Mae's First Day of School

by Kate Berube (Author)

Mae's First Day of School
Reading Level: 2nd − 3rd Grade
As Mae's first day of school approaches she decides she IS. NOT. GOING. School is scary! What if the other kids don't like her? Or what if she's the only one who doesn't know how to write? Or what if she misses her mom? Mae's anxiety only builds as she walks to school. But then she meets Rosie and Ms. Pearl. Will making new friends show her that they can conquer their fears together?

Find books about:

Publishers Weekly

Mae insists that school is a no-go for her: "What if the other kids didn't like her, and what if she was the only one who didn't know how to write, and what if she missed her mother?" She hides in a big tree by the school door and is soon joined on a branch by like-minded girl Rosie and then by "tall lady" Ms. Pearl--whom, readers will quickly surmise, is none other than Mae and Rosie's teacher. But instead of coaxing the girls down, Ms. Pearl folds her arms stubbornly and announces her intention to stay in the tree, too: "What if the kids don't like me? Or what if I forget how to spell Tuesday? Or what if I miss my cat?" Berube (Hannah and Sugar) is an astute and funny portraitist of children's anxieties, and the first day of school is tailor-made for her talents. Ages 3-7. (July)

Copyright 2018 Publishers Weekly, LLC Used with permission.

School Library Journal

PreS-K When Mae wakes up on the first day of school she announces to her parents that she will not be going. Her unrelenting parents get her out of the house and all the way to the schoolyard; but the moment her mother's back is turned, Mae makes her escape up a tree. Sitting there in the shady branches she considers never going to school, maybe even never leaving the tree. She is quite surprised when another small person named Rosie climbs up and announces that she will not be going to school either. The two share some cookies and it becomes clear that they're afraid of the same things. It takes the arrival of a third unexpected tree climber, a tall lady named Ms. Pearl, to convince them all to venture into kindergarten. The text is lighthearted but realistic and the mixed media illustrations show a bright, beautiful day while Mae's prominent scowl and obstinate expression contrasts excellently with her mother's happy exuberance. Best of all, the story doesn't trivialize Mae and Rosie's fears and takes time to affirm the bravery necessary to take a big step such as going to school for the first time. VERDICT Reassuring and silly, this is a welcome addition to most collections.—Laken Hottle, Providence Community Library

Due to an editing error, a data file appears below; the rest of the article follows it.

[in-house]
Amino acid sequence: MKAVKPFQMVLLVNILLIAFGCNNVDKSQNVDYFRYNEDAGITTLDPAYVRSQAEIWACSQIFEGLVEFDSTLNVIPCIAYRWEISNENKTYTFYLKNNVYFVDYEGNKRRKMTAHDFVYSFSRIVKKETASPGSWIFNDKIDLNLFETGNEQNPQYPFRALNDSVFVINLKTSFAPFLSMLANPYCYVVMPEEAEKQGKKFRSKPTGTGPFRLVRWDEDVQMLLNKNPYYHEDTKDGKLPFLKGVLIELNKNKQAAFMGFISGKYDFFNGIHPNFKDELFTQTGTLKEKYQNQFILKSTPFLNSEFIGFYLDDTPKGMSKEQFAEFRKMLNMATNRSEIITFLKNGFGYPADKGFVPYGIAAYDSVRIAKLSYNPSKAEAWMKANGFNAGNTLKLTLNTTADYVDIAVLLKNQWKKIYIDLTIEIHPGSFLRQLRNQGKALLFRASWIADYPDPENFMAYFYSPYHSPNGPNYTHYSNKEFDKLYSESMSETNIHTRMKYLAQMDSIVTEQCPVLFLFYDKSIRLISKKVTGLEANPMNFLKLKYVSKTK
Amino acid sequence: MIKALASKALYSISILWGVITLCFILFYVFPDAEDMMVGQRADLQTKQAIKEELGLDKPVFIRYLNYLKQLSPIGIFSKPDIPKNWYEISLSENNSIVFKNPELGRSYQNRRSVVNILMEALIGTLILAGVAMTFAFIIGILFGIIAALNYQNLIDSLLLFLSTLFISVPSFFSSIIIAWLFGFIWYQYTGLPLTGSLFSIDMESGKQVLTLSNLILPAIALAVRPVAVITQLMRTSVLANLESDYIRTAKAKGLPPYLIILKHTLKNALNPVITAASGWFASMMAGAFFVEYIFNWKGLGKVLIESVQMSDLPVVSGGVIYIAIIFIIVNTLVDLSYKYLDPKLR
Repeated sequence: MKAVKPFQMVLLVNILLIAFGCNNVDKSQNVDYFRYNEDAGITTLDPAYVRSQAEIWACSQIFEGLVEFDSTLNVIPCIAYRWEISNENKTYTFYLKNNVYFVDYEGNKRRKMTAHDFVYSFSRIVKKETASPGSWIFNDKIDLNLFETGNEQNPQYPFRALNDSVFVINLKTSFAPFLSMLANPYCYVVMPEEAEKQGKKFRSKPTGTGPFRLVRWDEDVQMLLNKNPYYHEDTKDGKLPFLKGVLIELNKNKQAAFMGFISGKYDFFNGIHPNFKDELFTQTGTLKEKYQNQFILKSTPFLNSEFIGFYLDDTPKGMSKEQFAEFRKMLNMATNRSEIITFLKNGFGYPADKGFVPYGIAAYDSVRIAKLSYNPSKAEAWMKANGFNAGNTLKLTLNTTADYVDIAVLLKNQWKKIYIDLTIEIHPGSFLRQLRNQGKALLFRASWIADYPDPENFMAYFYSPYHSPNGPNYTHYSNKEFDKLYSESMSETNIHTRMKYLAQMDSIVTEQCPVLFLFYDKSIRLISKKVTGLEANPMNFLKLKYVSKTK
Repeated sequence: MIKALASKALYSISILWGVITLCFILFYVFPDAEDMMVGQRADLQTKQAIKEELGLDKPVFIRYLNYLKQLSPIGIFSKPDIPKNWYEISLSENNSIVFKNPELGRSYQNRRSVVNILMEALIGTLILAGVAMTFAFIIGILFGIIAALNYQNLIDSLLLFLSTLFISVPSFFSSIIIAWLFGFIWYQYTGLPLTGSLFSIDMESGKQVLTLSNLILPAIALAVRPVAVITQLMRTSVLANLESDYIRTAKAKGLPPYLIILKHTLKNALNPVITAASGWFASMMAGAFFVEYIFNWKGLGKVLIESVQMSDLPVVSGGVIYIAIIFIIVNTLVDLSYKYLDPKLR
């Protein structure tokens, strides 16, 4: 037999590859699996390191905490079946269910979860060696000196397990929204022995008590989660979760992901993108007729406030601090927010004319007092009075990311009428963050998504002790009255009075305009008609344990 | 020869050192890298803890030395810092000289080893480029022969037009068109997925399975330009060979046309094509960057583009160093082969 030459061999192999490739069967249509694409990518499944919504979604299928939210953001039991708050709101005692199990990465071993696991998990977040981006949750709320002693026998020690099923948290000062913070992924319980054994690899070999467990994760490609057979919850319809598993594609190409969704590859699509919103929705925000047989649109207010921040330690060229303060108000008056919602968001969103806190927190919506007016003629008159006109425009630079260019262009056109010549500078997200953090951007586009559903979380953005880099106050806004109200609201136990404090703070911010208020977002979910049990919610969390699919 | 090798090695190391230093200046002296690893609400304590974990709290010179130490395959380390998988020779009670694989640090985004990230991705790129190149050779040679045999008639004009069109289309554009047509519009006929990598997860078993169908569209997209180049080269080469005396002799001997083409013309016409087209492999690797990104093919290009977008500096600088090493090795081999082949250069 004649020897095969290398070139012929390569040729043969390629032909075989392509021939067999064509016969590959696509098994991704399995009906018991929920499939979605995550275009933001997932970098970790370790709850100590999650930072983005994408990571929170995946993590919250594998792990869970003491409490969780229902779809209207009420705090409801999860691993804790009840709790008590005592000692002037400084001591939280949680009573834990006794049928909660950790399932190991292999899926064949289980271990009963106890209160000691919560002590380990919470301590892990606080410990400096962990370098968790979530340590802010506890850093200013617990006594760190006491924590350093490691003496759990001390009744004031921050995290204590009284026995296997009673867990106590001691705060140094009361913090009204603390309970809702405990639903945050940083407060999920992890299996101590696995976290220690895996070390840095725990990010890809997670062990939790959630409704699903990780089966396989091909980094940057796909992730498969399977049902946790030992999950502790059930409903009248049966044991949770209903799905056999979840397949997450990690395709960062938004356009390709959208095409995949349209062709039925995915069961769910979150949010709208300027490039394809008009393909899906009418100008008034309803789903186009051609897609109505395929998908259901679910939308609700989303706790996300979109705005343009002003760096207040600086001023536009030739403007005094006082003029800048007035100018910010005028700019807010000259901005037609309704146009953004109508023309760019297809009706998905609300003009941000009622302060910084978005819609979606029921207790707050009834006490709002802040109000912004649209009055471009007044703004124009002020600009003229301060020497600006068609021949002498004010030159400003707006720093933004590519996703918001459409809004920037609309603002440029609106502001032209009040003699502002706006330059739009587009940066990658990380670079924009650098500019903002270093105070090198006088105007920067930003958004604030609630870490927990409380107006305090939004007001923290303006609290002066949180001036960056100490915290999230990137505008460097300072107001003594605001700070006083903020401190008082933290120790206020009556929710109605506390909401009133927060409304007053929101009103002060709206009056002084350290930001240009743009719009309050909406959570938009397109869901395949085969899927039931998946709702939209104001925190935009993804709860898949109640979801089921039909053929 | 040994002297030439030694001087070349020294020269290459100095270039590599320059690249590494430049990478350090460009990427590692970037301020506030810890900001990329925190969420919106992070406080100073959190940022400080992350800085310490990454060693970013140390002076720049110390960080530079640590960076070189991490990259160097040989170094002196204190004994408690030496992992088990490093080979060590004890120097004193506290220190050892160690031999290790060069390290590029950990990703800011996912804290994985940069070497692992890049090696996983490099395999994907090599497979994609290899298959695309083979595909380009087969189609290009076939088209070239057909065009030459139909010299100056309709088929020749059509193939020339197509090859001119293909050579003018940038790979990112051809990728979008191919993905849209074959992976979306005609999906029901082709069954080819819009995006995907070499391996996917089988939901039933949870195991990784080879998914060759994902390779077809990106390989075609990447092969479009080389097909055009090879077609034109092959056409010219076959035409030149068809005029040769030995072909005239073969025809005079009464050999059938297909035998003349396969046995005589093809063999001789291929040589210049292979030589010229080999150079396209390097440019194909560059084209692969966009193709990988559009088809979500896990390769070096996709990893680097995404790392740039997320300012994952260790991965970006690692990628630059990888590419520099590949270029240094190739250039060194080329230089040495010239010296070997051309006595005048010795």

Copyright 2018 School Library Journal, LLC Used with permission.

Review quotes

"Berube's story takes its protagonist's fears seriously, and even though young readers are likely to anticipate the story's outcome, its respect for their emotions is clear . . . A sweet affirmation of jitters and comfort in numbers."— "Kirkus Reviews"
Kate Berube
Kate Berube is the author and illustrator of Hannah and Sugar, which was hailed as "a marvelous picture book debut with an achingly authentic story of fear conquered" in a starred review by Publishers Weekly. She lives in Portland, Oregon.
Lexile Measure
Guided Reading Level
Publication date
July 20, 2018

Subscribe to our delicious e-newsletter!